Where formal possession of a house is delivered to a decree-holder under a dakhalnama, the judgment-debtor remaining in actual physical possession of the house, the latter cannot be said to be guilty of an offence under Section 448, Indian Penal Code [Kewal v. Tufail Ahmad, 1925 All 592. In the matter of Gobind Prasad, 2 All 265 (followed); Gobind Ram v. Nanbat, 1924 All 2].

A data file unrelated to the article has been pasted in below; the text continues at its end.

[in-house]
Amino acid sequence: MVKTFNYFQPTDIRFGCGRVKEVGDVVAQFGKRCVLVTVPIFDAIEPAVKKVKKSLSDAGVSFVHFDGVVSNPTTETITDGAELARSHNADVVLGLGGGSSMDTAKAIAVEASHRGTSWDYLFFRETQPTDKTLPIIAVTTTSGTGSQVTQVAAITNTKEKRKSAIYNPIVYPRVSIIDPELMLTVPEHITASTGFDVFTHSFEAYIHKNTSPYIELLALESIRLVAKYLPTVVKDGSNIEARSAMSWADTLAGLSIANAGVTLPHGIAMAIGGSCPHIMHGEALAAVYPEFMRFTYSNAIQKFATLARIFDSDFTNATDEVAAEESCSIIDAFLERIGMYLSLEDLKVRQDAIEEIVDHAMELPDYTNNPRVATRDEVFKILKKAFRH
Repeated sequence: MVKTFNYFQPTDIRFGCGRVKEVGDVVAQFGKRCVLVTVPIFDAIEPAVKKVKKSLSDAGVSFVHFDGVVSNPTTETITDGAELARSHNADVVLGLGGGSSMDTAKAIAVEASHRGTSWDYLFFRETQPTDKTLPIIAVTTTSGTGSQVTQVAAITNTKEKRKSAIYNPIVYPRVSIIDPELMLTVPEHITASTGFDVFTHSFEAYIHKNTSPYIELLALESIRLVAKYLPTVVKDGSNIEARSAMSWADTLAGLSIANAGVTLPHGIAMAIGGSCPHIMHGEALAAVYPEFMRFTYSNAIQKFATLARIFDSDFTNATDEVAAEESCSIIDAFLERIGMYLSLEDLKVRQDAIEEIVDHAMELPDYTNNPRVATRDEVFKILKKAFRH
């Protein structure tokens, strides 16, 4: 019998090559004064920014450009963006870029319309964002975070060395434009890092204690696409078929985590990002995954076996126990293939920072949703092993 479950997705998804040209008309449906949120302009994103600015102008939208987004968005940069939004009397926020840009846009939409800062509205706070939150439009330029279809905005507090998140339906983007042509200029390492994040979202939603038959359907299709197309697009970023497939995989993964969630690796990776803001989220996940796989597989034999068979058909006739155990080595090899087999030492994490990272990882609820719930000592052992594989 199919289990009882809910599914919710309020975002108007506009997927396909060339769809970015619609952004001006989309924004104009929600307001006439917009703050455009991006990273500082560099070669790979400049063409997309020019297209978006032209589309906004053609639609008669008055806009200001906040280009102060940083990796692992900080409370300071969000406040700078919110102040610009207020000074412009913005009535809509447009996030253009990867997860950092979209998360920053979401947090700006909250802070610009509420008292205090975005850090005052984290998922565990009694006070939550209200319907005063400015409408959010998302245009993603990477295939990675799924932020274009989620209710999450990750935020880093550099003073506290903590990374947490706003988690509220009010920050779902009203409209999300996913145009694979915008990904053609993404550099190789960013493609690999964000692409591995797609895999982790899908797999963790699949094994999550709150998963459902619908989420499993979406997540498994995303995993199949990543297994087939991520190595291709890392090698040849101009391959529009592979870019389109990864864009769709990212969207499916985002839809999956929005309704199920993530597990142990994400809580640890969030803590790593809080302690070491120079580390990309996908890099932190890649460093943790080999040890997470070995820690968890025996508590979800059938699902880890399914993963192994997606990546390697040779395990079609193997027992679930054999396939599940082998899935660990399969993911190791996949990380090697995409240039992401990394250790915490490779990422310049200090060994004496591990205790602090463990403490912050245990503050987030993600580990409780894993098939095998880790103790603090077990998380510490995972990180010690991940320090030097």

Under Section 114(e) of the Indian Evidence Act, unless the contract is shown, the presumption that the acts of a court have been regularly carried out prevails. Where a dakhalnama, indicating formal delivery of possession, is given to a decee-holder, then, in the absence of any evidence of fraud in connection with that delivery of possession, the court should presume that formal possession of the property mentioned in the dakhalnama was given to the decree-holder. [Baijnath v. Sri Bhagwan, 96 IC 591].